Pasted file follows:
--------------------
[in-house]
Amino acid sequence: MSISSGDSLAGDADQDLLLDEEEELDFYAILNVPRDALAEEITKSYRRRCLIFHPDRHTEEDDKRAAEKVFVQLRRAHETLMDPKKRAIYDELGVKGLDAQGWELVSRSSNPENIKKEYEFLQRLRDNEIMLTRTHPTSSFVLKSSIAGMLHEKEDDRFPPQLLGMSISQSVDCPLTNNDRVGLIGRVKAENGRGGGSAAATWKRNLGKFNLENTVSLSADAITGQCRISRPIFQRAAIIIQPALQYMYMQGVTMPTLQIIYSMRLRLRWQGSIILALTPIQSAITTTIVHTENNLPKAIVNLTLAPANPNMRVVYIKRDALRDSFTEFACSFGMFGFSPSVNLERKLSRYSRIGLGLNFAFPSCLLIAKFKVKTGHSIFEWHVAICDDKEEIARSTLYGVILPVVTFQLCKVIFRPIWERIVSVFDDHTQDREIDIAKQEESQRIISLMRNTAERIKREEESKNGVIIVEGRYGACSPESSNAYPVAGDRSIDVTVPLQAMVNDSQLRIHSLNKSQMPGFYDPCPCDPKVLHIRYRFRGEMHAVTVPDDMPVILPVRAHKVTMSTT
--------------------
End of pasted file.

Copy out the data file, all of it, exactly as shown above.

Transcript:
[in-house]
Amino acid sequence: MSISSGDSLAGDADQDLLLDEEEELDFYAILNVPRDALAEEITKSYRRRCLIFHPDRHTEEDDKRAAEKVFVQLRRAHETLMDPKKRAIYDELGVKGLDAQGWELVSRSSNPENIKKEYEFLQRLRDNEIMLTRTHPTSSFVLKSSIAGMLHEKEDDRFPPQLLGMSISQSVDCPLTNNDRVGLIGRVKAENGRGGGSAAATWKRNLGKFNLENTVSLSADAITGQCRISRPIFQRAAIIIQPALQYMYMQGVTMPTLQIIYSMRLRLRWQGSIILALTPIQSAITTTIVHTENNLPKAIVNLTLAPANPNMRVVYIKRDALRDSFTEFACSFGMFGFSPSVNLERKLSRYSRIGLGLNFAFPSCLLIAKFKVKTGHSIFEWHVAICDDKEEIARSTLYGVILPVVTFQLCKVIFRPIWERIVSVFDDHTQDREIDIAKQEESQRIISLMRNTAERIKREEESKNGVIIVEGRYGACSPESSNAYPVAGDRSIDVTVPLQAMVNDSQLRIHSLNKSQMPGFYDPCPCDPKVLHIRYRFRGEMHAVTVPDDMPVILPVRAHKVTMSTT